Antitrust - Price Fixing

You are here: Home » Complex Litigation » Antitrust – Price Fixing

Federal and state antitrust laws were enacted to promote competition by making certain anti-competitive activity illegal. When a company abuses its monopoly power or engages in conduct that prevents competition or restrains market trade to maintain their advantages a it may constitute a violation  Types of violations include: horizontal price-fixing when two or more competitors agree on a price. Another example is vertical price-fixing when sellers and buyers agree at what price products should be resold. It can include market allocation where two competitors agree not to compete in a particular area or product and predatory pricing where a company lowers prices to below their cost to drive a competitor out of business. Tying is the term that refers to requiring a buyer to purchase something that he or she does not want in order to buy something that he or she does want.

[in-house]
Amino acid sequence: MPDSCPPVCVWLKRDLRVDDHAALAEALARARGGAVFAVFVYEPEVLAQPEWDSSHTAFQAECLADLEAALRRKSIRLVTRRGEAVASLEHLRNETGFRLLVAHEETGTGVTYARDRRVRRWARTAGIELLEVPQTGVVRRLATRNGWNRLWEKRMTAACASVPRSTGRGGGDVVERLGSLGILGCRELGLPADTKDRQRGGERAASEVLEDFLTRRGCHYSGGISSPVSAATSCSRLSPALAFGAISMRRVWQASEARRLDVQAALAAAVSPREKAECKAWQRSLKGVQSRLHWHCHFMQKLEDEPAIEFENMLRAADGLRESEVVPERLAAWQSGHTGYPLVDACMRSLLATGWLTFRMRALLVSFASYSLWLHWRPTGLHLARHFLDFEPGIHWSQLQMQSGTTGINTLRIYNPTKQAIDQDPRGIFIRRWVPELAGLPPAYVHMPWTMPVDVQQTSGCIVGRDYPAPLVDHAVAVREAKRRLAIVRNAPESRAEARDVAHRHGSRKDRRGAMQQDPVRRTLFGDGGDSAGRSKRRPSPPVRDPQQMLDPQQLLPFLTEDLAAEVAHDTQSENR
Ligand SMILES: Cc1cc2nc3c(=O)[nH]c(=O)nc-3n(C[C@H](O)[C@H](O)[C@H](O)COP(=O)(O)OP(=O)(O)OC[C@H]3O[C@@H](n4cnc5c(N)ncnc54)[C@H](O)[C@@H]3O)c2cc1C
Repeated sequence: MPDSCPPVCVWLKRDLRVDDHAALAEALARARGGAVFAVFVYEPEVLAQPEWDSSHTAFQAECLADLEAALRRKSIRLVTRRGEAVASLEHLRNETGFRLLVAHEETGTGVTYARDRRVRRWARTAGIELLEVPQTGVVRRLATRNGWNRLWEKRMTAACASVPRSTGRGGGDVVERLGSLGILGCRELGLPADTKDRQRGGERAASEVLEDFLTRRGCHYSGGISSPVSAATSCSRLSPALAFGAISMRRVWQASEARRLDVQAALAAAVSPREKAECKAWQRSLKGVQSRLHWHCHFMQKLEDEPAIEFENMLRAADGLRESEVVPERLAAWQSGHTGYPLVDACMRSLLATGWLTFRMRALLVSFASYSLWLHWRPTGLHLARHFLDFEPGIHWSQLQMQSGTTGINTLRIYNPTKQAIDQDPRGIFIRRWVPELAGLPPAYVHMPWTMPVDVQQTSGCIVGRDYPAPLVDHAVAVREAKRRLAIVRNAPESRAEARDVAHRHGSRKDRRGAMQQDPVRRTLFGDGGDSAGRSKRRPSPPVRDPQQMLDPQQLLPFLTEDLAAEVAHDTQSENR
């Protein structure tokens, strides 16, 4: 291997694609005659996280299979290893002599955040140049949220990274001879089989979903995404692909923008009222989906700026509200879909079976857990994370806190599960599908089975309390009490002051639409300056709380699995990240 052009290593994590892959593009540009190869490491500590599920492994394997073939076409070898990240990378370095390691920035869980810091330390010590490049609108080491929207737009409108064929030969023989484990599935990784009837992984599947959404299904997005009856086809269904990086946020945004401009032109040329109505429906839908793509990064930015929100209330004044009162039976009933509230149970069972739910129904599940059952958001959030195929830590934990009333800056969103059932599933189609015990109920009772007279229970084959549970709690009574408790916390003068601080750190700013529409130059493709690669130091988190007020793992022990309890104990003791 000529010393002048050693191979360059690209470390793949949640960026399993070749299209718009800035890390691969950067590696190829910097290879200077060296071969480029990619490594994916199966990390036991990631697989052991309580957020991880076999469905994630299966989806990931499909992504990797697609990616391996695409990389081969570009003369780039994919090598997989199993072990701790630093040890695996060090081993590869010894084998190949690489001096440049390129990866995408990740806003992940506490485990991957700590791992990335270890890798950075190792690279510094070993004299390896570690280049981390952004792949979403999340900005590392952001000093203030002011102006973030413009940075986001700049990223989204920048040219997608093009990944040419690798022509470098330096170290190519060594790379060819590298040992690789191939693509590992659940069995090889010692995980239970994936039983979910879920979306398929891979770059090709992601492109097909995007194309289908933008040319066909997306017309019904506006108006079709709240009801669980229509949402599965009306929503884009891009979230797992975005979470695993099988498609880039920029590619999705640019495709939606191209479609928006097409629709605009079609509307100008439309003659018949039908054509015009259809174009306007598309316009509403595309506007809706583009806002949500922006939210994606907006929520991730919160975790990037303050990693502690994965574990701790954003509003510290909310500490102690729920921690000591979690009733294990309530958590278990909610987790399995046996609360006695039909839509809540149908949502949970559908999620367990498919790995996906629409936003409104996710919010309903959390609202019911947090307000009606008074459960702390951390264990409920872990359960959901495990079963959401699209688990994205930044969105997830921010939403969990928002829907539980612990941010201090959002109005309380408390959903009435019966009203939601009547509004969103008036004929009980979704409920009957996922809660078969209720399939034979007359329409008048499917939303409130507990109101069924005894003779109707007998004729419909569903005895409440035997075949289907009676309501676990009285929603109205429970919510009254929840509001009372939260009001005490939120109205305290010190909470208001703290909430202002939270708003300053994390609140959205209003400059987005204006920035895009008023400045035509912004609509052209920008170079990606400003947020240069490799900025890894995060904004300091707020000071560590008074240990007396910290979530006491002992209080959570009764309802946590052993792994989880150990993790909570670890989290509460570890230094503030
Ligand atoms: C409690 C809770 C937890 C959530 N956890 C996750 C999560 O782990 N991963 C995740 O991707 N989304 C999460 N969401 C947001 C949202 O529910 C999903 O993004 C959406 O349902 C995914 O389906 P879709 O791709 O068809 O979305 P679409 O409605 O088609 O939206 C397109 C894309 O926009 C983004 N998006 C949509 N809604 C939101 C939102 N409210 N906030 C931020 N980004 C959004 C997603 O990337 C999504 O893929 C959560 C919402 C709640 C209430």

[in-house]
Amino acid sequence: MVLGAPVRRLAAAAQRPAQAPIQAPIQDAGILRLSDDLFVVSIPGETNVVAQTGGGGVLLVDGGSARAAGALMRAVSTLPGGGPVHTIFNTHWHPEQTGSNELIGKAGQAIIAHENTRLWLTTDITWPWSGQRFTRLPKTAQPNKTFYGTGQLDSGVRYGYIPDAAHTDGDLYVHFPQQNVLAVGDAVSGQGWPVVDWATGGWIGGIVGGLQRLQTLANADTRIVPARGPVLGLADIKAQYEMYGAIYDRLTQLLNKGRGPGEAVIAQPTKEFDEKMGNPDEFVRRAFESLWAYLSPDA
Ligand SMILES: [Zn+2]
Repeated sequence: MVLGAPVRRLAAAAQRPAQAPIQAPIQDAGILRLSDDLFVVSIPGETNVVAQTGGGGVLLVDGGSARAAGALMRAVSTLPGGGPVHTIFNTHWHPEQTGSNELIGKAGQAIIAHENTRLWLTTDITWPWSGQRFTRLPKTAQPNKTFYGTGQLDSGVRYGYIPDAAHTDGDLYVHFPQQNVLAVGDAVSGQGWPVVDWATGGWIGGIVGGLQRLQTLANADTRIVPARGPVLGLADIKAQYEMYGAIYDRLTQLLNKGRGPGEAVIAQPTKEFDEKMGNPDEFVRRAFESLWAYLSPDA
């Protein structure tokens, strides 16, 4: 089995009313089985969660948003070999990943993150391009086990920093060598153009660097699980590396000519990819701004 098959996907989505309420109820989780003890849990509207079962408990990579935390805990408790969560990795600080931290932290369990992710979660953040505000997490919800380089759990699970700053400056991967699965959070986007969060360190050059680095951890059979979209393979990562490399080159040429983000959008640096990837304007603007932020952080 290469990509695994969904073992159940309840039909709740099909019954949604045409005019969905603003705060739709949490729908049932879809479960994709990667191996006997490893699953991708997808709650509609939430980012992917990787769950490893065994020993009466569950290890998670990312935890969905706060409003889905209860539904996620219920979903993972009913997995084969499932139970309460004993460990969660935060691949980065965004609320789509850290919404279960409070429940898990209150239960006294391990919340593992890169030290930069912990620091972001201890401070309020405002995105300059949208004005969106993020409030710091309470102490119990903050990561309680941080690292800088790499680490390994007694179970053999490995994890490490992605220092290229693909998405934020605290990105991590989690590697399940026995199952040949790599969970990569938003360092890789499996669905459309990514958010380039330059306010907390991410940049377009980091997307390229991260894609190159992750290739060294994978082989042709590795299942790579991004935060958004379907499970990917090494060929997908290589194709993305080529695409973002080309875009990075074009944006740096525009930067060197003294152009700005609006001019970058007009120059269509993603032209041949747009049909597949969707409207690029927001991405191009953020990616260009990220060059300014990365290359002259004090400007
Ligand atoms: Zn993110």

The federal antitrust laws generally limit damages to businesses or individuals who purchased goods or services directly from the person or company that violates the antitrust laws.  Since most products and services are sold through distributors, wholesalers, or retailers, most claims under the federal antitrust laws are brought by businesses, not consumers or other end-users.  Many state antitrust laws, however, allow consumers and other end-users to recover damages resulting from anticompetitive conduct, even if they did not purchase goods or services directly from the person or company that violates the antitrust laws.

If you believe you have been injured as a result of anti-competitive behavior, call Chuck Gabriel for a free consultation to determine what action to take.

Show Comments